Three Design Strategies for Additive Manufacturing
It’s possible to reproduce existing designs via metal additive manufacturing. But the greatest benefits come from designing intentionally with additive in mind.
Manufacturers face a choice of directly replacing an existing part (left), adapting it for AM or designing it specifically for AM. In this example, the adapted part saved 78 percent of the original and replacement part's mass. The DFAM part saved 91 percent.
Additive manufacturing (AM) can reproduce parts designed for more conventional methods like machining or injection molding, but is that the best use of the technology for production? Marc Saunders, director of global solutions centers for Renishaw, sees reproduction of existing parts as just one way of deploying additive manufacturing.
In a presentation delivered at the 2016 Additive Manufacturing Conference, Mr. Saunders outlined three approaches to additive manufacturing for production. They are:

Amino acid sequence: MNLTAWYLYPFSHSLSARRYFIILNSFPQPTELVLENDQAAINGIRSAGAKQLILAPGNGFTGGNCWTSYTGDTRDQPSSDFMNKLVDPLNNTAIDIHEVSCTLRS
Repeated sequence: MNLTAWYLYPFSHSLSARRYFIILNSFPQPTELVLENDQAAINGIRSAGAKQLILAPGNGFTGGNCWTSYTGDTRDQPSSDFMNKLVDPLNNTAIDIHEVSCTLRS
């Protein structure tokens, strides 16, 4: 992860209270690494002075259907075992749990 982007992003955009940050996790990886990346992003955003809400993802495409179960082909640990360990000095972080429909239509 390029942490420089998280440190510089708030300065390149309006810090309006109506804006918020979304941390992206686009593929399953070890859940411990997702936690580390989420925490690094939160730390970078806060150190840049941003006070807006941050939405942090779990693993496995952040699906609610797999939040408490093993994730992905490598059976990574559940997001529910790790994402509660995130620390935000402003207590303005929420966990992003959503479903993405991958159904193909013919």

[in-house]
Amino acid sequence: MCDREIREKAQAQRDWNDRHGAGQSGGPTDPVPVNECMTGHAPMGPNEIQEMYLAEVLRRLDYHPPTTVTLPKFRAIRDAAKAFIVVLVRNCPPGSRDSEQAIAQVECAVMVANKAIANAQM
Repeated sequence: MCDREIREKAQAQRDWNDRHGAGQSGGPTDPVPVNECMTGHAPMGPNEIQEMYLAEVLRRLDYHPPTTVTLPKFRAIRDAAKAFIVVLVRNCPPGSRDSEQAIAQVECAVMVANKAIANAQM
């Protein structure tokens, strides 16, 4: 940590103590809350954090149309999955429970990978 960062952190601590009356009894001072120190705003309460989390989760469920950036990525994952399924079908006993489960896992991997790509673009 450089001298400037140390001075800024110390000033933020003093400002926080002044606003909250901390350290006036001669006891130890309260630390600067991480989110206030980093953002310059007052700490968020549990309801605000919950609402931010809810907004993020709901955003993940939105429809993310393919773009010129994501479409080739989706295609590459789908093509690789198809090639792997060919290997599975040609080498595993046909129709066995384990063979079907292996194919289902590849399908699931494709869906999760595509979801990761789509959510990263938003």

- Direct part replacement. This strategy means additively manufacturing a part that is close to its conventional counterpart in fit, form and function. In this plan, the only real change is the manufacturing process.
- Adaptation. Adapting for additive manufacturing means changing the form of the part as well as the manufacturing process, and streamlining it somewhat. This may include consolidating assemblies or modifying geometries.
- Design for AM (DFAM). DFAM means completely rethinking the part, including the way that it functions in or as an end product. This could mean lightweighting structures, leveraging topological optimization, increasing surface area, providing mass customization or incorporating other improvements.
It is the last strategy, DFAM, that stands to provide the greatest benefit to manufacturers in production as well as end users. Learn more in this blog post from Additive Manufacturing, sister publication to Modern Machine Shop.
Machining a large 3D-printed part for aerospace composite tooling is fundamentally different than manufacturing the part traditionally. Baker Industries knows this first-hand.
Finishing 3D-printed parts requires different considerations than conventionally machined ones. One expert offers tips.
A video from Pratt & Whitney illustrates the steps needed to additively manufacture an aerospace component.